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Subject: PvP Combat game: Cards or Tiles? rss

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Mark Iradian
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I'm designing a game that can be best described as "Quake/Unreal Tournament in Tabletop" form.

The intentional idea is to have weapons with straight forward states and equipment cards that act as the game's "rule breakers" with each player fighting for survival. The closest comparison I can make is Wiz War except far less card reading and more dice. I feel very confident about the combat system itself as well as how the cards interact.

The only major issue I have with the game is making the arena for the players to fight in. Originally it was supposed to be grid based but then I realized it would be very boring and dry to do that.

My next solution is to have actual cards act out as the "location" and maps themselves. Easy to set up, break down, and explain to new players. For example, a 1 v 1 map would have 4 x 4 card grid with each
"space" representing a Location. These locations have a game rule for being on it or items to pick up. You can move up, down, left, and right but not diagonally. There are no "walls" or certain pathways.

My major issue with this is, while I think the Location effects add interesting dynamics by itself, but it makes movement seem rather mundane since there isn't a map layout being made unlike say the Dungeons and Dragons co-op games (ravenloft, wrath of whatever, etc)

I guess what I"m really saying is...I need an idea on how to make movement interesting in this game that doesn't bog down to a miniatures wargame. In fact, every player only controls ONE figure, not an army, and for some reason I keep harping back to Wiz War.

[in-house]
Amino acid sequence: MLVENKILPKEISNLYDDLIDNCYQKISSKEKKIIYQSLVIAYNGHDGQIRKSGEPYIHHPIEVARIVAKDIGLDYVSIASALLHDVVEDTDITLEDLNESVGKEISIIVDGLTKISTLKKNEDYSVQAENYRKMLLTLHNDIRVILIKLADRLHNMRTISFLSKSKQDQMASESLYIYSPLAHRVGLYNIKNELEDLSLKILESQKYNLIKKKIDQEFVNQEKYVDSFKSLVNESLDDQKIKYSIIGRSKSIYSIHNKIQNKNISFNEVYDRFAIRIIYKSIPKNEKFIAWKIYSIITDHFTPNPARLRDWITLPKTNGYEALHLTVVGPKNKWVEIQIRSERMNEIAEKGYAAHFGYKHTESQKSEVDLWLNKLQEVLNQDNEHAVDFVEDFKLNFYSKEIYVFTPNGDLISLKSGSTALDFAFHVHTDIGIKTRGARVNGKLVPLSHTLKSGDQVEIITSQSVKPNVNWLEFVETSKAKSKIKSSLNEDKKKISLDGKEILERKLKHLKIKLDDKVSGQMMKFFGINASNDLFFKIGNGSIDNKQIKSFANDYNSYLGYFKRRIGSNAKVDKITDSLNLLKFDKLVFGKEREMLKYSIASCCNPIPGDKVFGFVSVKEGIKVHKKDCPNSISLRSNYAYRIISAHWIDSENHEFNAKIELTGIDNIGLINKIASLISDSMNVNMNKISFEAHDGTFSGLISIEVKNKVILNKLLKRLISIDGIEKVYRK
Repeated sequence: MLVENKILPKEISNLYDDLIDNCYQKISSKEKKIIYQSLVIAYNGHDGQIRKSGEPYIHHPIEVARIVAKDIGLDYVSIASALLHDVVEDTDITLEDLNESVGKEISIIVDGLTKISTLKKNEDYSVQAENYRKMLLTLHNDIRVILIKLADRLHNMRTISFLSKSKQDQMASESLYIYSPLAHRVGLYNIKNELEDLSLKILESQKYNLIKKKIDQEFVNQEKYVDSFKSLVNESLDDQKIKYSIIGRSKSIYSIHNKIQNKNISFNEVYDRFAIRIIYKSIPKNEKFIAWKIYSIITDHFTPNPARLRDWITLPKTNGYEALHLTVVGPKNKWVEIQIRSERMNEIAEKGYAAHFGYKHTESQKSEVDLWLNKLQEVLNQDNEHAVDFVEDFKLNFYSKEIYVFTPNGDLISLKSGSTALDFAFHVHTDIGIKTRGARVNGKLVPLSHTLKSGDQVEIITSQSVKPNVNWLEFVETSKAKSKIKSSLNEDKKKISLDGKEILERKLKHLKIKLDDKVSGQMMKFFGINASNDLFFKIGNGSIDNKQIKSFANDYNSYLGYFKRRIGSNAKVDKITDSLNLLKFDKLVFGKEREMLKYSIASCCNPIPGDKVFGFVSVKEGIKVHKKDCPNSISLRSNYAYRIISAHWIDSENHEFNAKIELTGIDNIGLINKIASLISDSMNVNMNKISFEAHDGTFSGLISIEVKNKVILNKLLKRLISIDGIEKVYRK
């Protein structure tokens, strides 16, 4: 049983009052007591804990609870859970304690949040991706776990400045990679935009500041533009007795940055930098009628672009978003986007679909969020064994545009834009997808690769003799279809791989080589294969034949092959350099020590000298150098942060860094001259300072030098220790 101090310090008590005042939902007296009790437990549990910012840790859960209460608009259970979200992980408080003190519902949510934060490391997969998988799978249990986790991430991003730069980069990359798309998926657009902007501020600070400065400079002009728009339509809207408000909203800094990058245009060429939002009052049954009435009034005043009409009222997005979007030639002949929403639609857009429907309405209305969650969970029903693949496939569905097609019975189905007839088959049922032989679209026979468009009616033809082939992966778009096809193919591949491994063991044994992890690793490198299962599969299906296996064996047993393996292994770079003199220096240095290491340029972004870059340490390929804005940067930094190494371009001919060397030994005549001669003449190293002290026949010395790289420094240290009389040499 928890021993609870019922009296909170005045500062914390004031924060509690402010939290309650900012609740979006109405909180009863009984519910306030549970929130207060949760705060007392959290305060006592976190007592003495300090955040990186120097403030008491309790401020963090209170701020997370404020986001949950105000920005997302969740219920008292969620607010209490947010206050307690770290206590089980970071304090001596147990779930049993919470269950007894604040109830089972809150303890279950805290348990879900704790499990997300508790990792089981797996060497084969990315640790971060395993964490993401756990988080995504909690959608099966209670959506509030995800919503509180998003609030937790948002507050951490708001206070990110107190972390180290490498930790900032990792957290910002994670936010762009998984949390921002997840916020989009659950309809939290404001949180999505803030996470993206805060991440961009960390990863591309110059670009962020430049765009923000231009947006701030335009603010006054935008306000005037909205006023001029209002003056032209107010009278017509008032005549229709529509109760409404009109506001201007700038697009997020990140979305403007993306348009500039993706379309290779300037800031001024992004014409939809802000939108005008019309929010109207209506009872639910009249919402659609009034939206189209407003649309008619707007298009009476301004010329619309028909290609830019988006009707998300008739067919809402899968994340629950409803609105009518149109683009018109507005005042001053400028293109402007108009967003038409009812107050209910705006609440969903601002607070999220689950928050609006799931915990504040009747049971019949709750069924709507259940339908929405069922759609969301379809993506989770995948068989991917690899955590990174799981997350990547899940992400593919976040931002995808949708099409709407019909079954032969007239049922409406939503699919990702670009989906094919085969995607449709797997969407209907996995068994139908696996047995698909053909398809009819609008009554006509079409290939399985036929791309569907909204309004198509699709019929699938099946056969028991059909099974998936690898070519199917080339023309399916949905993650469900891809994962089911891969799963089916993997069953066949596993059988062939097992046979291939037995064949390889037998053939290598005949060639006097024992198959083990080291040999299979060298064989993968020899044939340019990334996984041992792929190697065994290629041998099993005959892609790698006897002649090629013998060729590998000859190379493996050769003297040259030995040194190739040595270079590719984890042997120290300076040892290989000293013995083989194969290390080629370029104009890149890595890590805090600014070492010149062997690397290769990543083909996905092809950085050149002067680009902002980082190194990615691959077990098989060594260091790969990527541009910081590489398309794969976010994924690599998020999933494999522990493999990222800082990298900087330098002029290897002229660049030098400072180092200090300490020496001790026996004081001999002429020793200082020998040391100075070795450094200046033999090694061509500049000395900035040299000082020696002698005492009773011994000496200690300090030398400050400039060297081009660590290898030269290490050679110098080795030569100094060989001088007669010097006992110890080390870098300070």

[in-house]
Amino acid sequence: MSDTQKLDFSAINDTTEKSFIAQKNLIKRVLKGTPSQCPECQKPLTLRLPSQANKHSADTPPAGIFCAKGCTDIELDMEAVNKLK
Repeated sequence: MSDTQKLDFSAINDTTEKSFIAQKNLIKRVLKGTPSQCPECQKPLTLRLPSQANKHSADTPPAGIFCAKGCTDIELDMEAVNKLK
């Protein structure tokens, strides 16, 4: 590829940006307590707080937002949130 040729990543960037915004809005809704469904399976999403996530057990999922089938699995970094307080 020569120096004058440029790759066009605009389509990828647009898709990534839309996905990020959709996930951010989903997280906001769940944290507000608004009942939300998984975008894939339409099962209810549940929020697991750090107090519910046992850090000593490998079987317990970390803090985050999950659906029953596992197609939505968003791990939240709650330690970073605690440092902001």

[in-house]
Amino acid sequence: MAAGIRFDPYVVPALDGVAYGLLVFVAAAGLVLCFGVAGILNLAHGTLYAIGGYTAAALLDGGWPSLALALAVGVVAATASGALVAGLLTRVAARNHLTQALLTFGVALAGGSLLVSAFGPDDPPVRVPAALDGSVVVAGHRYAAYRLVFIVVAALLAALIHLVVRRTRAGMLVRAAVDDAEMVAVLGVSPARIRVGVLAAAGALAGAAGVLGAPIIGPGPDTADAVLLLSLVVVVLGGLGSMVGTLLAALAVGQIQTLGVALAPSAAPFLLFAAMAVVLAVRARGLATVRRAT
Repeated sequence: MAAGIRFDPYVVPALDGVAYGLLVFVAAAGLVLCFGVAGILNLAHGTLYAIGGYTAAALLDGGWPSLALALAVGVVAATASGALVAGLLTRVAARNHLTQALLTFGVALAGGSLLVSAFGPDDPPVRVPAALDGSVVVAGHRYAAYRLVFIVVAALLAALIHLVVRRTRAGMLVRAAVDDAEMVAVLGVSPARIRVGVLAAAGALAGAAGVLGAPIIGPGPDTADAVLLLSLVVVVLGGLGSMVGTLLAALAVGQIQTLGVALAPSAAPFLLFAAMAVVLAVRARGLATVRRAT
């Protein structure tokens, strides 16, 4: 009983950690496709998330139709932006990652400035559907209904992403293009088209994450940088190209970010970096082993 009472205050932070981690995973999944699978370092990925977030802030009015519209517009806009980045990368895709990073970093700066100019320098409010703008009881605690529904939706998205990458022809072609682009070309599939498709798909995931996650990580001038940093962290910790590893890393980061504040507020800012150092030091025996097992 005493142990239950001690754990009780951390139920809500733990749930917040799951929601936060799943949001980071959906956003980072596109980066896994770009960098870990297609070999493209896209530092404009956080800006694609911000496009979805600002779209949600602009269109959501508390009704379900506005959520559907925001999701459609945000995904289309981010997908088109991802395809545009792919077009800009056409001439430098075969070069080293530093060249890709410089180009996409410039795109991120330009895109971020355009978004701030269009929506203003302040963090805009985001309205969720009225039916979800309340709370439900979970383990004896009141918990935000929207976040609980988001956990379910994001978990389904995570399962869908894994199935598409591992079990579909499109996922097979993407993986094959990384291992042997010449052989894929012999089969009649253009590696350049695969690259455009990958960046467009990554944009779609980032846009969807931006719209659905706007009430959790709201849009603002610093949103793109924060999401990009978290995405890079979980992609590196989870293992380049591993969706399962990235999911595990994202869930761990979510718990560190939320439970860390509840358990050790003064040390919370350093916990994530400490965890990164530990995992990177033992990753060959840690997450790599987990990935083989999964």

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Ed Sagritalo
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For me, I would go with tile based if I wanted to promote tactical decisions (i.e. LOS, cover, movement to cover,...). Cards as locations would be too abstract for me to feel like I was engaged in a tactical combat which doesn't seem to be your intention though it isn't clear that is the case.

Are you thinking that the cards need to be managed or used in combos to provide that "fighting" feel and combat decision making? Otherwise, it sounds like you might end up just tossing dice back and forth to determine the winner.
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Graham Muller
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Making movement interesting in this sort of game is a challenge
Especially in 2 players, how do you prevent a stale mate situation where both players don't want to give the initiative to the other player.

Thinking about Quake/Unreal Tournament you play in 2 parts:
1. Planned movement - I want to move into x area along y path
2. Reactionary - An opponent has appeared to my left, I swivel, strafe and lay covering fire.